Why We Fight

When my colleagues and I write about the work we do at Free Press — promoting Internet freedom, advocating for policies that would increase the diversity and quality of our media — we often feel compelled to use war metaphors. We “fight” for Net Neutrality, we call on “armies” of activists to fight back against enemy “armies” of corporate lobbyists, etc.

Why the call to arms? In part it’s a failure of language; when we think of the challenges of working in the public interest, of the well-heeled enemies who are quick to hurt democracy if it means adding a few more bucks to their bottom line — and the constant uphill climb of it all — we can’t help but articulate our struggle in terms of a fight, a battle, a war.

This martial language also helps with the storytelling. Hanukkah just ended, so I have the Maccabees on the brain. Their story — a ragtag group of committed soldiers fighting against a much larger, more organized occupying force — resonates throughout the ages. David and Goliath does, too. These are tales that many small groups tell themselves to keep up morale, to remind themselves that, against all odds, sometimes the good guys really do win.

And when the good guys do win, it’s often because they have the so-called “arc of justice” on their side. And that arc of justice inspires people. Civil rights, reproductive rights, social justice, environmental justice — it turns out that millions of people are itching to join movements to help right the world.

Enter Free Press. In the last couple of years, we’ve won a lot of scuffles. Fights. Battles. Whatever. They range from forcing AT&T to stop blocking FaceTime on the iPhone, to working with many others to stop SOPA and PIPA, the twin anti-copyright infringement bills, to helping to expose the dark money behind the 2012 election.

And — to extend the metaphor — we’ve moved the frontlines into new territory. The Declaration of Internet Freedom’s proactive vision for the future of online rights is gaining ground around the world. And we’re making sure that anyone who wants to report the news has the freedom to do so.

But the war is still on (maybe now you can understand why we like this frame so much). Big corporations like Verizon claim they have a 1st Amendment right to “edit” the Internet. Congress is sure to drudge up more bills that break the open Internet in the name of cybersecurity and copyright protection. And the FCC is considering rules that would hasten the march to media consolidation and let wonderful folks like Rupert Murdoch snap up even more local newspapers and news outlets.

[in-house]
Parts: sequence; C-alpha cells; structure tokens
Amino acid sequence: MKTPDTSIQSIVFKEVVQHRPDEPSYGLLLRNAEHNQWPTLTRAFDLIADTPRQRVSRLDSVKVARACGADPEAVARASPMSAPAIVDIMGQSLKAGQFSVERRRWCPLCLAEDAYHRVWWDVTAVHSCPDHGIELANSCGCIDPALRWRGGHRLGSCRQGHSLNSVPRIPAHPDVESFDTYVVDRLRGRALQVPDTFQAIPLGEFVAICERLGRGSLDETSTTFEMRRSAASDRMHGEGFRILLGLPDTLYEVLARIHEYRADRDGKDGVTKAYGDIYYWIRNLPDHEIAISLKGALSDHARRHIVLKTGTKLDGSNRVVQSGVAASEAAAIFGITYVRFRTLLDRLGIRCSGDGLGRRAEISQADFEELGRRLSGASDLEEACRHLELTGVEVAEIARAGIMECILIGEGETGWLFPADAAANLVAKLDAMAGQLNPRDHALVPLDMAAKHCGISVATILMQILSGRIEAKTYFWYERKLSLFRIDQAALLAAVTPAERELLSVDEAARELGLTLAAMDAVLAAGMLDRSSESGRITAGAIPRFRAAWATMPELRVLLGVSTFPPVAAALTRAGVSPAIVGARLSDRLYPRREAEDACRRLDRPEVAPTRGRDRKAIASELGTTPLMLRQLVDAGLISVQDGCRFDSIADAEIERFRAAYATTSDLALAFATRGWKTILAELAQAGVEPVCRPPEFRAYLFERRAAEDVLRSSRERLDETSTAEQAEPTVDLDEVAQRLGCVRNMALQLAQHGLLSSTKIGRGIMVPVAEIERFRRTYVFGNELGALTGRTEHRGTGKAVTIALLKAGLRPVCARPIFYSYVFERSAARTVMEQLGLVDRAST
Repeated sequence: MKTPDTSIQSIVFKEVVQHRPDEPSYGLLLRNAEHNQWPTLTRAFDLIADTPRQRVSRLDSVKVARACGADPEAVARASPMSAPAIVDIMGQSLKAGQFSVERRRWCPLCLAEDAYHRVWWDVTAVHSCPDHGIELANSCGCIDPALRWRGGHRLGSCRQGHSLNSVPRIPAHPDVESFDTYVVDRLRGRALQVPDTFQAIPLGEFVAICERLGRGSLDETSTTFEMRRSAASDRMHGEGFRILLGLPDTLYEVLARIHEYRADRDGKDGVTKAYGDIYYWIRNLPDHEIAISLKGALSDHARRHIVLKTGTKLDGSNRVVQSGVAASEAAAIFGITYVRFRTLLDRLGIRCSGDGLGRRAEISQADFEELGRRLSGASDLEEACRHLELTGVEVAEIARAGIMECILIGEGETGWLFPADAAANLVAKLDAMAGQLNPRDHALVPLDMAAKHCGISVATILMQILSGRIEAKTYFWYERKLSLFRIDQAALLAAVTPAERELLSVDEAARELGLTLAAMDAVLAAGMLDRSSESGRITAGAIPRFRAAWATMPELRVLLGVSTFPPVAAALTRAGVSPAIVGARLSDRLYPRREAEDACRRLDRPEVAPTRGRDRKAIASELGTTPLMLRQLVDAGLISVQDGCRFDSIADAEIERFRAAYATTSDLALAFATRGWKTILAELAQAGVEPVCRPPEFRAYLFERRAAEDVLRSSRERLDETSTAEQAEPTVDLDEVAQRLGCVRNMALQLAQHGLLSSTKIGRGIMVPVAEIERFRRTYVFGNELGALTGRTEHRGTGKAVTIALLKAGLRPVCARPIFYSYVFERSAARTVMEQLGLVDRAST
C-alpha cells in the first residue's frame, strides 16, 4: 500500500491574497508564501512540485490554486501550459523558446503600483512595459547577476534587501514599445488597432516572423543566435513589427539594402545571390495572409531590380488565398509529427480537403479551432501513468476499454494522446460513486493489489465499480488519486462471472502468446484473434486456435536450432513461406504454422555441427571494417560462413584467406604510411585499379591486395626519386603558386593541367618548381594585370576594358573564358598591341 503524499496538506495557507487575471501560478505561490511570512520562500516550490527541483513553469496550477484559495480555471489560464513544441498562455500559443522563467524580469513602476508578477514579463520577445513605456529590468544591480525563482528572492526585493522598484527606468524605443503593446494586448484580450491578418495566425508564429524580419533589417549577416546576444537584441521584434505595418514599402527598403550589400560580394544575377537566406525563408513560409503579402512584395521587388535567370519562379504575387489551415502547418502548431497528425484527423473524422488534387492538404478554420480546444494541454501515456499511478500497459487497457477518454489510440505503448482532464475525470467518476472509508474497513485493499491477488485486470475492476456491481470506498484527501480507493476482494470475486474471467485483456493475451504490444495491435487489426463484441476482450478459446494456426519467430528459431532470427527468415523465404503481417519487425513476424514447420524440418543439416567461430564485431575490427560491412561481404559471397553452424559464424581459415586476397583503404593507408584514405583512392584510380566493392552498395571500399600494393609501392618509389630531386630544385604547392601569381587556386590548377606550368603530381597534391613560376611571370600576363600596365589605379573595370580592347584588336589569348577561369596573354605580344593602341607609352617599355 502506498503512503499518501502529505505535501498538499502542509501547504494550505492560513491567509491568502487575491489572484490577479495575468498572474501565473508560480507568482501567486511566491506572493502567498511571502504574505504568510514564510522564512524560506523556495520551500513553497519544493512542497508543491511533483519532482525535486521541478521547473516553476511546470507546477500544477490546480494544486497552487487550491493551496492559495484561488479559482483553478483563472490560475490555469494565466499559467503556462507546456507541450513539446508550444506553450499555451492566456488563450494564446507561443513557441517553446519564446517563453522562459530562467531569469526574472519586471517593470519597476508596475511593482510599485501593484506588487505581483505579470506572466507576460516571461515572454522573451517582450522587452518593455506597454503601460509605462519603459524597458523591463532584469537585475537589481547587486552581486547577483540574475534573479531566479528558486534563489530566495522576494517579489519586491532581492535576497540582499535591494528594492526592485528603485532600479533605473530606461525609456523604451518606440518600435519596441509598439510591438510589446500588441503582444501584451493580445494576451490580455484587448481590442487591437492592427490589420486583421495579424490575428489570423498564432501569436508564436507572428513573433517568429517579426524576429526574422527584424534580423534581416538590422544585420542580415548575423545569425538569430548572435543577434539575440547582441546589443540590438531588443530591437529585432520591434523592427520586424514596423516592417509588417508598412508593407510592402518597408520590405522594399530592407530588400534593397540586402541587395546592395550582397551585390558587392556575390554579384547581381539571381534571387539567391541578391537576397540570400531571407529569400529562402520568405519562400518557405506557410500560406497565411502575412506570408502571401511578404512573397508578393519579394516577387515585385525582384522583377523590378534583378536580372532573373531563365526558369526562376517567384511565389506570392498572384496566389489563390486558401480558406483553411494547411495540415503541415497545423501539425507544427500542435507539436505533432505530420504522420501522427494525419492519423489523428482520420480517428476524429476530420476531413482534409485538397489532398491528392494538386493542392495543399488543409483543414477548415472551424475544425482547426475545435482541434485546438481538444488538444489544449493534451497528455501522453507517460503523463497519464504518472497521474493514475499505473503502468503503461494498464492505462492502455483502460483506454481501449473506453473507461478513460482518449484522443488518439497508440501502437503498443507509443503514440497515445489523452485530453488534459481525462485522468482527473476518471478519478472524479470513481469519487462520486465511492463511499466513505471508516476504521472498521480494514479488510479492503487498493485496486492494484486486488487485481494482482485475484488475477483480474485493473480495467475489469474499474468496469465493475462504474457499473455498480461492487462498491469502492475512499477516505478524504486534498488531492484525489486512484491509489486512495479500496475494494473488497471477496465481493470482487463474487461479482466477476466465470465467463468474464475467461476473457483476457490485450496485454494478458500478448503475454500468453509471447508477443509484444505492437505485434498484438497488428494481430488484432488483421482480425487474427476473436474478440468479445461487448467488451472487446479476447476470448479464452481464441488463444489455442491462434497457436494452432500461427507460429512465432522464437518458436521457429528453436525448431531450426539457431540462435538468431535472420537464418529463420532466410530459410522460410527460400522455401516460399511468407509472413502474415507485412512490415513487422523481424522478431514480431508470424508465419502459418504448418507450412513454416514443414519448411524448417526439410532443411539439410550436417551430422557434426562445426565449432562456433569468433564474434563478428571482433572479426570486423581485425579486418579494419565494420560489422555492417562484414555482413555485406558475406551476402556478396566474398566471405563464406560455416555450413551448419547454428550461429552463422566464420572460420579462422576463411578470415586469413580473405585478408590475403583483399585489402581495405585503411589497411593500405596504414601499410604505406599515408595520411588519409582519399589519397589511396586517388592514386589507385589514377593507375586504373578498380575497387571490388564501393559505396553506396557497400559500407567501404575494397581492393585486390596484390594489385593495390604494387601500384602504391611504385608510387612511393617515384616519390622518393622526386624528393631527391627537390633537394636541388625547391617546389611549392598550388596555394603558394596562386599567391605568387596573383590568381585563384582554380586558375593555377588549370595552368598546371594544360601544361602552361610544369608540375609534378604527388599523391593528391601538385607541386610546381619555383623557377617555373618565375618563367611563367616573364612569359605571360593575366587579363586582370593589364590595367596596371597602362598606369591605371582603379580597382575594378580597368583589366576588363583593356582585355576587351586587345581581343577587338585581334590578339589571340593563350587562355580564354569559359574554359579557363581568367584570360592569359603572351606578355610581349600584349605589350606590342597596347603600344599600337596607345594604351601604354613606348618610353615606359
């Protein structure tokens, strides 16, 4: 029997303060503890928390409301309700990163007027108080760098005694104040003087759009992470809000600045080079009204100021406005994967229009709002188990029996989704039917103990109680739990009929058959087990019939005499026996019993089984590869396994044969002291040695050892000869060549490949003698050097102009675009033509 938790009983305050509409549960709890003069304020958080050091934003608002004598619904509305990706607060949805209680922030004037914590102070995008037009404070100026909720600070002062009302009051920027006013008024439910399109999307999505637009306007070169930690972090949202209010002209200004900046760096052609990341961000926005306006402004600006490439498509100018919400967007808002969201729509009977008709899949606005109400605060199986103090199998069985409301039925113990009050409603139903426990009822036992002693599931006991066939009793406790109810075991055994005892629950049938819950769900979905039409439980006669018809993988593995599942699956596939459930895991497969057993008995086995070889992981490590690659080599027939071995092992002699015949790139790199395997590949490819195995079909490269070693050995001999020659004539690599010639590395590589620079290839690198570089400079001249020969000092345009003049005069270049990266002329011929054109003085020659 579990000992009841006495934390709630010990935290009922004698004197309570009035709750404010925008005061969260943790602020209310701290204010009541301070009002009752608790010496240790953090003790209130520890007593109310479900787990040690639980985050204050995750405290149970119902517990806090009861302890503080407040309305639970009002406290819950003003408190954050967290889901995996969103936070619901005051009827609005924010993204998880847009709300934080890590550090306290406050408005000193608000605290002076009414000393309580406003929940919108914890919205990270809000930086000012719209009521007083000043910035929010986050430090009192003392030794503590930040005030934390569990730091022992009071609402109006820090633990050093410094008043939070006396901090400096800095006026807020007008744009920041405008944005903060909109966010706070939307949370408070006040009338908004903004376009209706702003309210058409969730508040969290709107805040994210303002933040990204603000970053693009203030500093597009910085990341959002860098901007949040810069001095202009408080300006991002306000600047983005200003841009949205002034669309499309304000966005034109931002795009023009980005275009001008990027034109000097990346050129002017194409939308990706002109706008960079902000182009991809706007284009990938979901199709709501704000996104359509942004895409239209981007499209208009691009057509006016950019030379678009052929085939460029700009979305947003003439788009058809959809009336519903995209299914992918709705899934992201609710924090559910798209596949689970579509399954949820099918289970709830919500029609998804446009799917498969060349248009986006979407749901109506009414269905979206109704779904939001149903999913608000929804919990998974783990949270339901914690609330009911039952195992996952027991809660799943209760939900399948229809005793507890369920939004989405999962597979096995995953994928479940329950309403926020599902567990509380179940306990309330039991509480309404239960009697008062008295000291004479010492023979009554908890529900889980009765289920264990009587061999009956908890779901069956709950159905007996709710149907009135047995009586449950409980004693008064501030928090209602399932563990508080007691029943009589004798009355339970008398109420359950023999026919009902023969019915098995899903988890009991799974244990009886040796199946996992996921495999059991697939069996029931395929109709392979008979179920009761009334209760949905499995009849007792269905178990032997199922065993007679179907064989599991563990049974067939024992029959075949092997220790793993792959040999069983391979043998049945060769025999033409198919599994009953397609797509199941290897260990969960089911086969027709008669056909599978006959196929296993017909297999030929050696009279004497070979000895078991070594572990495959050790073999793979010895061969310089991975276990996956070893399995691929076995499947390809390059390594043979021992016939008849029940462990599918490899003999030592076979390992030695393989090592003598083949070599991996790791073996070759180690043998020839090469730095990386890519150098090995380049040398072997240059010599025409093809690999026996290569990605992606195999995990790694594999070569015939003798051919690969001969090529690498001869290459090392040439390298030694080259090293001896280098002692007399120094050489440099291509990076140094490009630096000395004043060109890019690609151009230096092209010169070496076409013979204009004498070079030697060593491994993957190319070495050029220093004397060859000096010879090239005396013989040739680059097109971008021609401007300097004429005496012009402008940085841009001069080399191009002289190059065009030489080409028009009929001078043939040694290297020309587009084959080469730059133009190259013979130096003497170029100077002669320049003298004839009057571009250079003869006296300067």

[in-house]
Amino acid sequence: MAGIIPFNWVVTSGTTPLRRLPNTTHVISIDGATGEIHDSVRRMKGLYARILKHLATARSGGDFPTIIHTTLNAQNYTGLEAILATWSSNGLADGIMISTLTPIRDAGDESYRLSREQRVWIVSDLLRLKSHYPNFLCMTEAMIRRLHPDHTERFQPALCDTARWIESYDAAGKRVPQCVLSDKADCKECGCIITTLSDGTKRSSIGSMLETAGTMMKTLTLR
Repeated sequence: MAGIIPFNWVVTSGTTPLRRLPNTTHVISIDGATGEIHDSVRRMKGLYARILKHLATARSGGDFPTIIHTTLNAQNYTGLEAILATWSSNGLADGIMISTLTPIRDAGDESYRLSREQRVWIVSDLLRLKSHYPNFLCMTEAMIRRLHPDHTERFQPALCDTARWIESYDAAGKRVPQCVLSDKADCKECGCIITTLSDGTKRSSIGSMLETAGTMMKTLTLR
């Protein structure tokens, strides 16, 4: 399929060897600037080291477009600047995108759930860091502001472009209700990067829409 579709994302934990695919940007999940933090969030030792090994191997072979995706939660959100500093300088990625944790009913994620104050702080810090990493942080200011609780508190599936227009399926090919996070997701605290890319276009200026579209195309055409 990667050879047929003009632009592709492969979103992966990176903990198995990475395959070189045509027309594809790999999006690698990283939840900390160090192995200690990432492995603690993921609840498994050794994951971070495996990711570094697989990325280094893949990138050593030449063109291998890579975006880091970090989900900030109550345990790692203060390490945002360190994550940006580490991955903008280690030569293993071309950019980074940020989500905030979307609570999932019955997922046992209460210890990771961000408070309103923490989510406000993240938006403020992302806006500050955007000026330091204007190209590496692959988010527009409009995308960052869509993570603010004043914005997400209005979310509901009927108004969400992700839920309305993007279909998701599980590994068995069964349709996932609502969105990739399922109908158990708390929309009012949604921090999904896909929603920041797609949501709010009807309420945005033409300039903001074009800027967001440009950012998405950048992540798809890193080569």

We, along with hundreds of thousands of activists and allies, will fight on the side of the public in 2013. We’ll win more battles. We’ll continue pushing for policies that help people connect and communicate, and to build a movement to make sure everyone has access to the information we need to keep our democracy strong.

But the war for Internet freedom, press freedom and media diversity will continue. Comcast wants to own the Internet, not just your connection to it. Big media continue to consolidate, causing local news to suffer year after year. Corporate lobbyists and their friends in Washington and in local government will make it harder for us to own our own broadband networks and media outlets.

Free Press is in this thing for the long haul. We don’t take any money from corporations or government; we’re able to fight year after year because of generous support from individual activists and foundations.

So if you believe these battles are worth fighting, and that this war is winnable, please become a supporter of Free Press today. If you donate before Dec. 31, your gift will be matched by a loyal Free Press supporter.

Thanks so much.

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